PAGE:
wherein the carriage mechanism is operable to move the component in at least one direction during use, and
the component is subject to vibration in the at least one direction of such movement due to forces transmitted through the support structure,
such forces being distributed in the support structure in regions of high force density and regions of relatively lower force density; and
a vibration damper for reducing vibration in the component in at least the one direction during such use, the vibration damper comprising a cavity in the support structure positioned entirely within a location which experiences a relatively lower density of transmitted forces than other locations,
wherein the cavity is at least partially filled with a composite material.
18. An apparatus as claimed in claim 17, wherein the cavity is in a region of the support structure which experiences a higher level of stress resulting from movement of the component than another region.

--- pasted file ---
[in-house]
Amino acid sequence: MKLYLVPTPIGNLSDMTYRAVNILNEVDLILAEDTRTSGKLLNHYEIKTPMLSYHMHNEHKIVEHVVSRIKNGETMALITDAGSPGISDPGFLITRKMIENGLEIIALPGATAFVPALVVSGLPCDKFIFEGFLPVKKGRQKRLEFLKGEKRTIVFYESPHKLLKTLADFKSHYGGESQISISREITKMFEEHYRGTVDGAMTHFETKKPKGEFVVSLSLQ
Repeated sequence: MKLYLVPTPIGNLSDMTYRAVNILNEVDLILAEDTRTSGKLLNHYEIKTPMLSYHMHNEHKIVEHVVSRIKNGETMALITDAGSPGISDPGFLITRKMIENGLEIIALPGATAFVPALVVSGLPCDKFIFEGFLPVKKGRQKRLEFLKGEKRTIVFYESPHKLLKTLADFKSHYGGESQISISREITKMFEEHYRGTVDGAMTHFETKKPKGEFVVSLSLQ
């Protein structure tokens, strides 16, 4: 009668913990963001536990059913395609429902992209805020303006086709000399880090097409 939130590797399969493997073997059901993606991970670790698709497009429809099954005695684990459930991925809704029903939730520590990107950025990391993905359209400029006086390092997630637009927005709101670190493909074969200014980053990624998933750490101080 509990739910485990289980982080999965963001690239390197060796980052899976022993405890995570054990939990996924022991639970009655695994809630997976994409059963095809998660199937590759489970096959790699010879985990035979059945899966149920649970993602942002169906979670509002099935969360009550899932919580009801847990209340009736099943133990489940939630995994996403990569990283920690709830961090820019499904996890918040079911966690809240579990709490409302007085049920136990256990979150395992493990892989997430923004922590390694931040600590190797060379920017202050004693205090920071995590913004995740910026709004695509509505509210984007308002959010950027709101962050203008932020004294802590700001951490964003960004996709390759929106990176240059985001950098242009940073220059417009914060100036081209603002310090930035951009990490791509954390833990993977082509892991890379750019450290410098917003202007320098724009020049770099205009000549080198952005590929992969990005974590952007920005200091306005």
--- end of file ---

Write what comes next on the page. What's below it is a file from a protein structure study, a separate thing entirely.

19. An apparatus as claimed in claim 17, wherein the composite material includes butyl rubber loaded with carbon particles.
20. An apparatus as claimed in claim 17, wherein not more than 60% of the weight of the composite material is carbon particles.
21. An apparatus as claimed in claim 17, wherein approximately 20% of the weight of the composite material is carbon particles.
22. An apparatus as claimed in claim 17, wherein the position for the cavity is determined using finite element analysis.
23. An apparatus as claimed in claim 17, wherein the composite material is bonded to the cavity walls.
24. An apparatus as claimed in claim 23, wherein the composite material is bonded to the cavity walls by an adhesive material.
25. An apparatus as claimed in claim 23, wherein the cavity walls are provided with a surface texture and the composite material is bonded to the cavity walls by engaging the surface texture on the cavity walls.
26. An apparatus as claimed in claim 17; wherein the cavity is completely filled with the composite material.
27. An apparatus as claimed in claim 17, wherein the cavity is a substantially cylindrical hole in the support structure.
28. An apparatus as claimed in claim 17, wherein the cavity is a drilled hole in the support structure.
29. An apparatus as claimed in claim 17, wherein the cavity is an open cavity.